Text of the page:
27 April – London Zoo opens.[1]
    9 May – Sacramental Test Act removes most prohibitions on nonconformists and Catholics holding public office.
    21 June – King’s College London founded.[2]
    1 July – Offences against the Person Act 1828 (“Lord Lansdowne’s Act”) comes into force in England and Wales as one of “Peel’s Acts”, consolidating and simplifying the law related to cases of violent offence against the person, repealing clause XXXVI of Magna Carta and abolishing the crime of petty treason.
    8 August – William Howley elected as Archbishop of Canterbury (enthroned by proxy 28 August) in succession to Charles Manners-Sutton.[3]
    11 August – William Corder is hanged at Bury St. Edmunds for the murder of Maria Marten at the Red Barn a year ago.
    1 October – James Beaumont Neilson patents the hot blast process for ironmaking.[4]
    25 October – St Katharine Docks opened in London.
    17 December – trial of the case of the murderers and body snatchers William Burke and William Hare begins in Edinburgh.[5]
    December – Mary Anning discovers Britain’s first pterosaur fossil at Lyme Regis on the south coast.

  • Paul Marks

    The economic policy of the United Kingdom was generally good in the Conservative 1820s – Huskinsson, “Prosperity Robinson” (the Chancellor), and Canning supported a policy of lower government spending and taxes, and less regulation. Lord Liverpool himself (the Prime Minister for most of the period) has a less good press – but he promoted men who did good work.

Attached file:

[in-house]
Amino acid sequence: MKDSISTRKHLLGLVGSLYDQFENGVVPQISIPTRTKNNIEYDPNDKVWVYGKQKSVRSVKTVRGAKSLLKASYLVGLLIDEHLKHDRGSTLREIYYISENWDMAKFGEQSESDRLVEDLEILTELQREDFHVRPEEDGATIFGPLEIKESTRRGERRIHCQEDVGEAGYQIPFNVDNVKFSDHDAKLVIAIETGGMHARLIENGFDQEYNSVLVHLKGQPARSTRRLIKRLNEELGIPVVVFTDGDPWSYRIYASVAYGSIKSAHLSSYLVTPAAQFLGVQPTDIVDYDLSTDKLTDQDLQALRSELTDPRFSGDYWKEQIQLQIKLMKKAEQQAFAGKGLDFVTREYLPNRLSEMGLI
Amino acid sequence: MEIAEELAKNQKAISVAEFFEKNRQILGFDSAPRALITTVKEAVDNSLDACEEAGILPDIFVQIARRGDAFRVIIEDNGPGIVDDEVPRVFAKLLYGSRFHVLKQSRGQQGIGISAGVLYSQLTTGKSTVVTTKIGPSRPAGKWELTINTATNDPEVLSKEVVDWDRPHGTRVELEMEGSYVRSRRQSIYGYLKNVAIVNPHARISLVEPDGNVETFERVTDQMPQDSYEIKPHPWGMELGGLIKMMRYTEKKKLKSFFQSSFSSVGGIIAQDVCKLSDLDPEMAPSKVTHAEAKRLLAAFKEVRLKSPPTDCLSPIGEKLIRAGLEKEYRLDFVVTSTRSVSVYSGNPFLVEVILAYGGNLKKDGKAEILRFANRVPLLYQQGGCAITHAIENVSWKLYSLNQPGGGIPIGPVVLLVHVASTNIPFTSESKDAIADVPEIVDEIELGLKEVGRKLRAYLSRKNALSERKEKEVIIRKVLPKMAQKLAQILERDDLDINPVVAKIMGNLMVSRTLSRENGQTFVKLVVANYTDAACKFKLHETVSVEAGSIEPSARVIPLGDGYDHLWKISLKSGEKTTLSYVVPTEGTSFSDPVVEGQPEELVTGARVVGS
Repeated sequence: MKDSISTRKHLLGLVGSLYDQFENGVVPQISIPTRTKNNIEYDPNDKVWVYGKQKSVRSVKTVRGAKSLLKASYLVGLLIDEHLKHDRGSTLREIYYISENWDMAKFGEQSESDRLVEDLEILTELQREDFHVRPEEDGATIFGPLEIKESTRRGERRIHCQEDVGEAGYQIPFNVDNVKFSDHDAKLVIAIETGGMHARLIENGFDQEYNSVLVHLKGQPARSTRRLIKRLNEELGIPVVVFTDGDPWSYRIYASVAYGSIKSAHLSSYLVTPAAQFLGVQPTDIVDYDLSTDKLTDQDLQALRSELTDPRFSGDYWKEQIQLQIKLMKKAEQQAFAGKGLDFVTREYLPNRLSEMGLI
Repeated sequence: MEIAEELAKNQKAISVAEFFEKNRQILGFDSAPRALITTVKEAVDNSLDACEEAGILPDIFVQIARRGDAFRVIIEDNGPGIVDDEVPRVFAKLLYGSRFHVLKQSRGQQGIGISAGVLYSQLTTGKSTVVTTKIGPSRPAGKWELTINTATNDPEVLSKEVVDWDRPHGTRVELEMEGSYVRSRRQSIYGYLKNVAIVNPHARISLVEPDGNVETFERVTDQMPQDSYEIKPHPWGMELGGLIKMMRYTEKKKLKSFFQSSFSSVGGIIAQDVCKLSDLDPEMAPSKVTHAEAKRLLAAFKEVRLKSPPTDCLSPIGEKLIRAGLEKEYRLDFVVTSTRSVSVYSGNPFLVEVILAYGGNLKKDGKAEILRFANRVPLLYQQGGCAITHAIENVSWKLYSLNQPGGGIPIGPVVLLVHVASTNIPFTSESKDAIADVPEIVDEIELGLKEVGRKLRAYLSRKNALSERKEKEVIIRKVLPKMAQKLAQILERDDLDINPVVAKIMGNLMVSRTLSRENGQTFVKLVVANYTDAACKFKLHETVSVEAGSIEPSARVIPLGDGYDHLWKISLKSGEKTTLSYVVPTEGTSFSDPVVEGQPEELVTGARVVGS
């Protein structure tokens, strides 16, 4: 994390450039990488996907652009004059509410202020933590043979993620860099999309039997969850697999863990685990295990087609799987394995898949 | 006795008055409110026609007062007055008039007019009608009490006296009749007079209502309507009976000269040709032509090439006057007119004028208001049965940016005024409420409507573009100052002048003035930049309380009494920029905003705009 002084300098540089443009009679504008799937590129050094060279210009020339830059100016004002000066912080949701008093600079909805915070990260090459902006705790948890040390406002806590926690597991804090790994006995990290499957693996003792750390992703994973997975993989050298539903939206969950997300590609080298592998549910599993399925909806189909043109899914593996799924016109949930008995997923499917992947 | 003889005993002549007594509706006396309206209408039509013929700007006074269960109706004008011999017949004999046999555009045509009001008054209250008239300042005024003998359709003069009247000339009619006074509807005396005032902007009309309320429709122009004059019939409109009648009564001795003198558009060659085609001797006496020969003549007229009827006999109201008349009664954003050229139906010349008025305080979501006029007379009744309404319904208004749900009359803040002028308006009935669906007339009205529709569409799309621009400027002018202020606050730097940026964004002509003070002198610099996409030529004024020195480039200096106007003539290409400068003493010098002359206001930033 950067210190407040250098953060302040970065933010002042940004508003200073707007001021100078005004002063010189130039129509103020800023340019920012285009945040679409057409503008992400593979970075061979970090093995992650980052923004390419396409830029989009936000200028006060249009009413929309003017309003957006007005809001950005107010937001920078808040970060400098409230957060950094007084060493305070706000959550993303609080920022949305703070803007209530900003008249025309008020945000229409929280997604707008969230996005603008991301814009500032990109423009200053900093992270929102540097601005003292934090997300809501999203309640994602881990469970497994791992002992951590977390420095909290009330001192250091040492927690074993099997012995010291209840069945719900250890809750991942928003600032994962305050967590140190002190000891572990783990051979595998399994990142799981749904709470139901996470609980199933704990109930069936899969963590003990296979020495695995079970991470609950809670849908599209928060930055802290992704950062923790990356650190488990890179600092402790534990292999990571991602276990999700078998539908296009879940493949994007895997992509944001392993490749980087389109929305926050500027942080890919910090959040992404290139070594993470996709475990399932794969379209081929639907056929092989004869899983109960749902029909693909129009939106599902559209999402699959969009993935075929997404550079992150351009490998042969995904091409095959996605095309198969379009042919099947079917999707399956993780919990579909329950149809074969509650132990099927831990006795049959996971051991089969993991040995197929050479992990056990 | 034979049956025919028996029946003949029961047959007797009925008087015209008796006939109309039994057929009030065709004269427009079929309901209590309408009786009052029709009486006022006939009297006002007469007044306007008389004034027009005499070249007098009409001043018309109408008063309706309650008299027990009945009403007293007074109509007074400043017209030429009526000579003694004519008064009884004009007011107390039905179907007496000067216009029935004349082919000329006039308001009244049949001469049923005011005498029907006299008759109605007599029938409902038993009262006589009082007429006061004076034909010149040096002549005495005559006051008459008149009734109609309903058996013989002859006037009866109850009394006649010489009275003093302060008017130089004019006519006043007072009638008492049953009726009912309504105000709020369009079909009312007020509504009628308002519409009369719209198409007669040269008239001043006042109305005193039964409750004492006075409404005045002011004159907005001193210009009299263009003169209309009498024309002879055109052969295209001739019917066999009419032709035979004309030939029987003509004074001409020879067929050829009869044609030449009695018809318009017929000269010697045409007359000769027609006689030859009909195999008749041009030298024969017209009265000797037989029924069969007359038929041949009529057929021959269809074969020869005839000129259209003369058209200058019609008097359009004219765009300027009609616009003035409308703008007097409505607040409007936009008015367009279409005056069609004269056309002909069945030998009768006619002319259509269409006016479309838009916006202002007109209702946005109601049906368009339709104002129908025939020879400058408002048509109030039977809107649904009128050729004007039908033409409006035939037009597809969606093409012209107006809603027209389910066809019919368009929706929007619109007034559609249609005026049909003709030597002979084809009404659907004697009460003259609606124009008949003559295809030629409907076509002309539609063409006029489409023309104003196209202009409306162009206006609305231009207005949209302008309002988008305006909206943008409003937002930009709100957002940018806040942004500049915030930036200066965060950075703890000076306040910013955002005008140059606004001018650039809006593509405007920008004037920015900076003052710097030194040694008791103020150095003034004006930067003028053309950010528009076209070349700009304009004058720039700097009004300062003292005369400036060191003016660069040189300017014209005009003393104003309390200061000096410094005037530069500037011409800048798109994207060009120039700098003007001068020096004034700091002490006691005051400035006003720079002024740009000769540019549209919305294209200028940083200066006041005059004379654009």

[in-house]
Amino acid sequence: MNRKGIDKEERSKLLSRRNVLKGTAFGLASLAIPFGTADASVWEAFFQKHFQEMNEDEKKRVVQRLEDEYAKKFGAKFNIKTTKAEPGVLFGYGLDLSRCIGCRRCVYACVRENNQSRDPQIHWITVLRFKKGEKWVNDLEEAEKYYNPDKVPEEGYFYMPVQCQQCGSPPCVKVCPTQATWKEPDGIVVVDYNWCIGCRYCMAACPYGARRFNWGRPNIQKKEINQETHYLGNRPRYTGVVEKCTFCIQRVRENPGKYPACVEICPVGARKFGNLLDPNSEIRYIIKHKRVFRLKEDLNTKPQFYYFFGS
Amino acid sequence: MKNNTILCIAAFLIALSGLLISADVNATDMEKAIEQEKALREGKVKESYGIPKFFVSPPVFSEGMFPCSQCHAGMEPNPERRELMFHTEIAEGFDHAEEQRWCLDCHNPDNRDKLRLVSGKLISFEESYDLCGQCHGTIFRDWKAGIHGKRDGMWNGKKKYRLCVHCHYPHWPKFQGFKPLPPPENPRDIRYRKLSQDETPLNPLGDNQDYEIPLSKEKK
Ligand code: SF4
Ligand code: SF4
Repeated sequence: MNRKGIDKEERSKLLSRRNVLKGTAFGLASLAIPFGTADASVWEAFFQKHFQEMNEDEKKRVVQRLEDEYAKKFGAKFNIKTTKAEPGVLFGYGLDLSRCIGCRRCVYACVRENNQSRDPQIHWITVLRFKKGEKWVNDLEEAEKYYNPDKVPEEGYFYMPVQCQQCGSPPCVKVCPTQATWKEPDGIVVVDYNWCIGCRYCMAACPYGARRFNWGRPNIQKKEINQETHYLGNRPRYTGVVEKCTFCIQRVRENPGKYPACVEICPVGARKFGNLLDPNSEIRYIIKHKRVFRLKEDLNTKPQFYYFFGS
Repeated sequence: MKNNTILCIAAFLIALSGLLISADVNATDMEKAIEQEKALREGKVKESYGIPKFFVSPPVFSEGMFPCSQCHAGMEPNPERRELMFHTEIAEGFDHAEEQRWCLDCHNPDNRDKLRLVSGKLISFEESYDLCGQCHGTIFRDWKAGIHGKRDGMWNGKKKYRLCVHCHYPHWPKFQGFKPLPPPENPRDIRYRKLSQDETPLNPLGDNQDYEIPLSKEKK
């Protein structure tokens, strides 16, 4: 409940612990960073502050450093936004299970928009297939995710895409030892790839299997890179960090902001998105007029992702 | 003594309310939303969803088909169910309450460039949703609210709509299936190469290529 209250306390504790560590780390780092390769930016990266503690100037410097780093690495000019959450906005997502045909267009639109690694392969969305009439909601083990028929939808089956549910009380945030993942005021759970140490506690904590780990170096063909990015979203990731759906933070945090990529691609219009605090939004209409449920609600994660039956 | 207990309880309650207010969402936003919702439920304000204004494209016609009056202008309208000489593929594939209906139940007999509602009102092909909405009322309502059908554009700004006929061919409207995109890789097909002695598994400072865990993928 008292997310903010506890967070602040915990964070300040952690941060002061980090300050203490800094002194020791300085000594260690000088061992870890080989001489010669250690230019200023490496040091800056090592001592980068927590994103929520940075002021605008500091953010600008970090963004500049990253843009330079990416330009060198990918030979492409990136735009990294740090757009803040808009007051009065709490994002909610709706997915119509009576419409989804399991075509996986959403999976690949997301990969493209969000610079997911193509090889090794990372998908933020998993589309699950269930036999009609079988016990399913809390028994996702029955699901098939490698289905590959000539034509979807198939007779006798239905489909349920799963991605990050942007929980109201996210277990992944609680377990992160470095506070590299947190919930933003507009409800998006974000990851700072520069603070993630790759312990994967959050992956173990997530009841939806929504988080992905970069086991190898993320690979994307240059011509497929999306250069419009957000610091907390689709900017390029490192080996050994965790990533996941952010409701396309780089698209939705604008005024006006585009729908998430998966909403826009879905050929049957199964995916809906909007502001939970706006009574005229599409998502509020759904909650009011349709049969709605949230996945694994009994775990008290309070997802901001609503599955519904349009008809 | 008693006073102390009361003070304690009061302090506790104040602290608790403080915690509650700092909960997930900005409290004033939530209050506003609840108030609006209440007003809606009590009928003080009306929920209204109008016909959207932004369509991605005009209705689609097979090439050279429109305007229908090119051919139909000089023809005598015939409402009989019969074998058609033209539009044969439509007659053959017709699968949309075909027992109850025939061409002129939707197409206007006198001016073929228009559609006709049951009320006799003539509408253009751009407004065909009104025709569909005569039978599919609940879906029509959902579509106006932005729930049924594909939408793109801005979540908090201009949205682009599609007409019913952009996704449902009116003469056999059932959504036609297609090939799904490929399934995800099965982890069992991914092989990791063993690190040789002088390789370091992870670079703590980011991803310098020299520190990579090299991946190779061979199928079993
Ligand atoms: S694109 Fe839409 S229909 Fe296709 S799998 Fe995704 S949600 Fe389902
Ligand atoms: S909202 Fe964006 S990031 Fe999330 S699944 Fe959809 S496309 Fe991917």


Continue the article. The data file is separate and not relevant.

As for the present government – it is early days, but indications in relation to economic policy are not, so far, encouraging. I will leave the question of Stephen Davies aside – other than to say that someone of his record of beliefs is not an ideal person to make the free market case to Conservatives (fine person though he is in other ways).

    The universities?

    Well Buckingham is supposed to be good (although it is only a few miles from me I must confess I have never visited it) – but the other universities seem to be less tolerant of pro liberty ideas than they have ever been.

    It used to be the case that there was unofficial policy of having a “token Tory” in most Politics and Economics university departments, and the “Tory” might not be a “Tory (they might be a Classical Liberal). But that unofficial policy seems to have died.

    Even when I was about in universities I noticed that when Conservative academics retired (or died) they were not replaced by Conservatives – they were replaced by leftists. Even the collections of free market books (for example Jack Wiseman’s collection at the University of York) were cleared away (made hard to find – replaced by admin space or “student reserve collections” of approved “mainstream” texts).

    A few individuals, such as Mr Steve Baker M.P., may do some good – but with the great weight of the education system against them, the future does not look bright. Still we shall have to see – and the position in the education system may be much better than I think it is.